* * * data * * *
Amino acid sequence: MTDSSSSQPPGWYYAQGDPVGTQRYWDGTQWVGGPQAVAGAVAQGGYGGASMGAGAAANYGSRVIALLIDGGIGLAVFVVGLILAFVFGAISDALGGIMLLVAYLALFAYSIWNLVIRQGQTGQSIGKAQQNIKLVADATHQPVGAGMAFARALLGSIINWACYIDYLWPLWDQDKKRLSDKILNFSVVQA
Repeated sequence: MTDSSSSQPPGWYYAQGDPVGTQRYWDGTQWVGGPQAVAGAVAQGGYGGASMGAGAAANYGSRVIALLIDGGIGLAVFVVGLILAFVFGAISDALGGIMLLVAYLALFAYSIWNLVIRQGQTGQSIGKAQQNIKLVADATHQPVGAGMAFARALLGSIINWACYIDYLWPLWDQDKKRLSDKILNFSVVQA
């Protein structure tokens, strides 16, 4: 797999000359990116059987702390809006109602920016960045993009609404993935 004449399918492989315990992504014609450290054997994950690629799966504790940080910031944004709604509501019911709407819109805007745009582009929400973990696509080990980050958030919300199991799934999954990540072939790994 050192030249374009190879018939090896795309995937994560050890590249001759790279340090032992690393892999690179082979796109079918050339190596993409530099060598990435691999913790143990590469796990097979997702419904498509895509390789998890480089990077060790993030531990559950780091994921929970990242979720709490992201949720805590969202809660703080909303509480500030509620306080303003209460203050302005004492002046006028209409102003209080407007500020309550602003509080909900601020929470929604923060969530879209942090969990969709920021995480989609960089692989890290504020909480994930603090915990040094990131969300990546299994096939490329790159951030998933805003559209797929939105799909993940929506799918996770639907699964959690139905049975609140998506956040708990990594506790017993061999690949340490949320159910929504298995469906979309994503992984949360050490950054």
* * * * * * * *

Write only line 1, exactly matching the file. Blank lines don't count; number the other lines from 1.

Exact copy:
Amino acid sequence: MTDSSSSQPPGWYYAQGDPVGTQRYWDGTQWVGGPQAVAGAVAQGGYGGASMGAGAAANYGSRVIALLIDGGIGLAVFVVGLILAFVFGAISDALGGIMLLVAYLALFAYSIWNLVIRQGQTGQSIGKAQQNIKLVADATHQPVGAGMAFARALLGSIINWACYIDYLWPLWDQDKKRLSDKILNFSVVQA